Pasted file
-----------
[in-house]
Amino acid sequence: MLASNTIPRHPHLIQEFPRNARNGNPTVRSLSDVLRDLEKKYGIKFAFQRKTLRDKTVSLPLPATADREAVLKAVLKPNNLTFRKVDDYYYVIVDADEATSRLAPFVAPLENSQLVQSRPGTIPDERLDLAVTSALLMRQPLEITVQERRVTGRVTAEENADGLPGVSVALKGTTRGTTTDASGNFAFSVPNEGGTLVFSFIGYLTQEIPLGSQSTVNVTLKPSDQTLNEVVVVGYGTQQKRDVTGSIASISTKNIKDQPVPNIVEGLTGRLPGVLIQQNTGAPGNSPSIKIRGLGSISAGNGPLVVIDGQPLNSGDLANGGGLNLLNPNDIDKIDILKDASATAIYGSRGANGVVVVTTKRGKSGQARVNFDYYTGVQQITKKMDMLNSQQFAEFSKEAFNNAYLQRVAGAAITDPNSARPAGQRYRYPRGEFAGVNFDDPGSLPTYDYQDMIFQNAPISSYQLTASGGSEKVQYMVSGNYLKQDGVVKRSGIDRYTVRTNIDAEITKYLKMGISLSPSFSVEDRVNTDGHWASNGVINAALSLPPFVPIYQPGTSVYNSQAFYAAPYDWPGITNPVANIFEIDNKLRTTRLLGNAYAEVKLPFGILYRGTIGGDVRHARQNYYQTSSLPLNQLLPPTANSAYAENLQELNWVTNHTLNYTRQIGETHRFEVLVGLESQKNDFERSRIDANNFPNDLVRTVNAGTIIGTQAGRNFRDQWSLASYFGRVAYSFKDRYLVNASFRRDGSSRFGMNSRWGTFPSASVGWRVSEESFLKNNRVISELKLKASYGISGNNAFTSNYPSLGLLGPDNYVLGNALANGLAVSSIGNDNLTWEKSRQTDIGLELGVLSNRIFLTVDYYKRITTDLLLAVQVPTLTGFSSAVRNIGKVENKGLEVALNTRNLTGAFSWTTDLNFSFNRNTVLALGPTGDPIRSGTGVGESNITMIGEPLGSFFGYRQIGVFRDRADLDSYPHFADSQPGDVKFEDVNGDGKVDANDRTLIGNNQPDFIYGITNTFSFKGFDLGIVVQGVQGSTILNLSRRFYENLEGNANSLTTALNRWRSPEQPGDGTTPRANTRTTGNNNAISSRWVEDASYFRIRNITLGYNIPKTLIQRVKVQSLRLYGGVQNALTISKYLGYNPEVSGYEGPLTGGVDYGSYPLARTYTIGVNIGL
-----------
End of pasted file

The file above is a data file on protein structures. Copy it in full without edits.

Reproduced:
[in-house]
Amino acid sequence: MLASNTIPRHPHLIQEFPRNARNGNPTVRSLSDVLRDLEKKYGIKFAFQRKTLRDKTVSLPLPATADREAVLKAVLKPNNLTFRKVDDYYYVIVDADEATSRLAPFVAPLENSQLVQSRPGTIPDERLDLAVTSALLMRQPLEITVQERRVTGRVTAEENADGLPGVSVALKGTTRGTTTDASGNFAFSVPNEGGTLVFSFIGYLTQEIPLGSQSTVNVTLKPSDQTLNEVVVVGYGTQQKRDVTGSIASISTKNIKDQPVPNIVEGLTGRLPGVLIQQNTGAPGNSPSIKIRGLGSISAGNGPLVVIDGQPLNSGDLANGGGLNLLNPNDIDKIDILKDASATAIYGSRGANGVVVVTTKRGKSGQARVNFDYYTGVQQITKKMDMLNSQQFAEFSKEAFNNAYLQRVAGAAITDPNSARPAGQRYRYPRGEFAGVNFDDPGSLPTYDYQDMIFQNAPISSYQLTASGGSEKVQYMVSGNYLKQDGVVKRSGIDRYTVRTNIDAEITKYLKMGISLSPSFSVEDRVNTDGHWASNGVINAALSLPPFVPIYQPGTSVYNSQAFYAAPYDWPGITNPVANIFEIDNKLRTTRLLGNAYAEVKLPFGILYRGTIGGDVRHARQNYYQTSSLPLNQLLPPTANSAYAENLQELNWVTNHTLNYTRQIGETHRFEVLVGLESQKNDFERSRIDANNFPNDLVRTVNAGTIIGTQAGRNFRDQWSLASYFGRVAYSFKDRYLVNASFRRDGSSRFGMNSRWGTFPSASVGWRVSEESFLKNNRVISELKLKASYGISGNNAFTSNYPSLGLLGPDNYVLGNALANGLAVSSIGNDNLTWEKSRQTDIGLELGVLSNRIFLTVDYYKRITTDLLLAVQVPTLTGFSSAVRNIGKVENKGLEVALNTRNLTGAFSWTTDLNFSFNRNTVLALGPTGDPIRSGTGVGESNITMIGEPLGSFFGYRQIGVFRDRADLDSYPHFADSQPGDVKFEDVNGDGKVDANDRTLIGNNQPDFIYGITNTFSFKGFDLGIVVQGVQGSTILNLSRRFYENLEGNANSLTTALNRWRSPEQPGDGTTPRANTRTTGNNNAISSRWVEDASYFRIRNITLGYNIPKTLIQRVKVQSLRLYGGVQNALTISKYLGYNPEVSGYEGPLTGGVDYGSYPLARTYTIGVNIGL